Crow’s Nest Pet Peeve (reprise): Road Salt, or Rust Never Sleeps

January 16, 2022

By Daniel Barringer, Preserve, Manager.

Since snow is forecast today, and since road salt is used heavily around our region to help clear roads of snow and ice, it seems like this is a good time to express my concern about salt. It has been just over a decade since I last ranted about road salt.

My concern is two-fold: one is for the effect it has in rusting cars prematurely, and also about the effect on water quality in our streams.

As someone who has a couple “classic” (read: old) cars, salt is a constant enemy. If you plan to keep your car less than ten years, then it may be no big deal to you; it will be someone else’s problem. If however you have a car you’d like to keep, salt combined with water and air, will cause the metal to oxidize sooner than you’d prefer. After 14 years our beloved preserve work truck (frame pictured below) succumbed to the “tin worm.” The frame and body succumbed before the mechanicals, which are also more economically repairable than rusted metal. We’re hard on our equipment; our trucks are used to plow, tow, haul heavy loads, and are used on a lot of short trips on and off-road at the preserve, with multiple drivers. We also take good care of the truck’s maintenance, but road salt doesn’t care. Imagine the material and energy cost embedded in the manufacture of a car and you can understand the waste of losing its use prematurely.

Rusty underside of old preserve work truck

Photo: Daniel Barringer

Snow and freezing rain are forecast Sunday night into Monday morning, yet by Friday afternoon local highways had already been brined. How much of that salt will still be on the road when it can do some good, and how much will have already dispersed into the environment?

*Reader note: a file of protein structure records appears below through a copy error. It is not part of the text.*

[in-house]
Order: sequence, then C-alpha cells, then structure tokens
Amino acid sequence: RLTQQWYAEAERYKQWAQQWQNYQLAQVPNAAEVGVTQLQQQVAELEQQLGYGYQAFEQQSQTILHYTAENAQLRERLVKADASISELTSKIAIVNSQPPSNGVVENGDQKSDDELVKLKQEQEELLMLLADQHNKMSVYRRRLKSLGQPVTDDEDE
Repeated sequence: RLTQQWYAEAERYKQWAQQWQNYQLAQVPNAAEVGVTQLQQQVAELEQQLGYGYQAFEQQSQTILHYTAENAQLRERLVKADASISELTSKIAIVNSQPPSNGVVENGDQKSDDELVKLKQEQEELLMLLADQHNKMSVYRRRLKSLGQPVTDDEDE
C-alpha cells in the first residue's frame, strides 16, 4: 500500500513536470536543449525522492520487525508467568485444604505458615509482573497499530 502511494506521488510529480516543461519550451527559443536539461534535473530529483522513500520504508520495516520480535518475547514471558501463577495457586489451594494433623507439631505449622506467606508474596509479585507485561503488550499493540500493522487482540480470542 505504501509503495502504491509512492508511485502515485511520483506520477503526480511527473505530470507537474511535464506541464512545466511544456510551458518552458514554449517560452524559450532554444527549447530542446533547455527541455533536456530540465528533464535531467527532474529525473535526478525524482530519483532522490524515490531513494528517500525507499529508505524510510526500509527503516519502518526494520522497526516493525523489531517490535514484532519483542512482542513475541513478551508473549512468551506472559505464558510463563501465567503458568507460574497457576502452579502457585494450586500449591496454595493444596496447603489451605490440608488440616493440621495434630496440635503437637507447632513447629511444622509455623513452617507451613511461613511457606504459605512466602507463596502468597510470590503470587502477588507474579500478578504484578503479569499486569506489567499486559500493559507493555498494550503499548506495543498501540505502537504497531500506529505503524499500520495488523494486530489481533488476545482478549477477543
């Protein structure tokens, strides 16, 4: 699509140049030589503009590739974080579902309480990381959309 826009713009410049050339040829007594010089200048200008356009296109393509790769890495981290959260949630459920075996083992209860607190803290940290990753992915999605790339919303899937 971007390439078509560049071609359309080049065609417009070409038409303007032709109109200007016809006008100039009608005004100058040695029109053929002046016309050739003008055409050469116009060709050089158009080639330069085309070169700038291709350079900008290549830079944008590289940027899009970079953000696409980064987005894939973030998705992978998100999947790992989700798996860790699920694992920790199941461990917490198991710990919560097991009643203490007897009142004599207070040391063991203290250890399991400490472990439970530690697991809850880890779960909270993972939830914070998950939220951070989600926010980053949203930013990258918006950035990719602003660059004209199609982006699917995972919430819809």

Salt that becomes airborne in droplets sprayed from cars can damage roadside plants. And everything on the roads eventually washes downhill into our streams, where salt can make the water quality inhospitable for wildlife. Our friends at Stroud Water Research Center recently wrote an article about testing conductivity in streams to measure salt concentrations; some streams were as salty as seawater, and some remained salty year round, long after salt season had ended.

In other parts of the country you see highway signs warning drivers, “Watershed Area — Reduced Salt in Use” to protect drinking water supplies. Hmm, how come we don’t see that around here?

I’m not saying that we can do entirely without road salt (though there are plenty of snowy places that do) but that we as a society are using too much, to support one activity, without paying attention to how that fits into the bigger picture.

Remember that we protect water quality in part by protecting the land around it, managing our lands to prevent soil erosion, keep nutrients from washing off the land into the water, and shading our streams with riparian buffers to support the wildlife that naturally occurs here. Salt washing off roads impairs our ability to protect the quality of these streams, and has a real economic cost in the form of rusted vehicles.

French Creek on a snowy day in 2017; the dark water contrasts with the wet snow stuck to trees and branches

Photo: Daniel Barringer